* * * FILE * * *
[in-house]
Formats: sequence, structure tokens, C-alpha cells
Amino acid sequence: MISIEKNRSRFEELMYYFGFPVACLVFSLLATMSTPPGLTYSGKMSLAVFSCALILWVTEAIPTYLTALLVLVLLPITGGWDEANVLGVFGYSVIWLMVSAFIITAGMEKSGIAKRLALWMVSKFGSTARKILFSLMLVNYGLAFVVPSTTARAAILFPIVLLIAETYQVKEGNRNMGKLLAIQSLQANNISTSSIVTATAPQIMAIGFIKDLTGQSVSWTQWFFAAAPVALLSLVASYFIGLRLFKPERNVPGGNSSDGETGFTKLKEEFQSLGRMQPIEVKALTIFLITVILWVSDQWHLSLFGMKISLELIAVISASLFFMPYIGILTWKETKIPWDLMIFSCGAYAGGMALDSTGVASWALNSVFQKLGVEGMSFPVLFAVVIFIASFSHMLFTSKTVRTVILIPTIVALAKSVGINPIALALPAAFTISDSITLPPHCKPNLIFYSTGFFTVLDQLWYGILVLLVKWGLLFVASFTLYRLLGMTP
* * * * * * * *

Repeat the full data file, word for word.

[in-house]
Formats: sequence, structure tokens, C-alpha cells
Amino acid sequence: MISIEKNRSRFEELMYYFGFPVACLVFSLLATMSTPPGLTYSGKMSLAVFSCALILWVTEAIPTYLTALLVLVLLPITGGWDEANVLGVFGYSVIWLMVSAFIITAGMEKSGIAKRLALWMVSKFGSTARKILFSLMLVNYGLAFVVPSTTARAAILFPIVLLIAETYQVKEGNRNMGKLLAIQSLQANNISTSSIVTATAPQIMAIGFIKDLTGQSVSWTQWFFAAAPVALLSLVASYFIGLRLFKPERNVPGGNSSDGETGFTKLKEEFQSLGRMQPIEVKALTIFLITVILWVSDQWHLSLFGMKISLELIAVISASLFFMPYIGILTWKETKIPWDLMIFSCGAYAGGMALDSTGVASWALNSVFQKLGVEGMSFPVLFAVVIFIASFSHMLFTSKTVRTVILIPTIVALAKSVGINPIALALPAAFTISDSITLPPHCKPNLIFYSTGFFTVLDQLWYGILVLLVKWGLLFVASFTLYRLLGMTP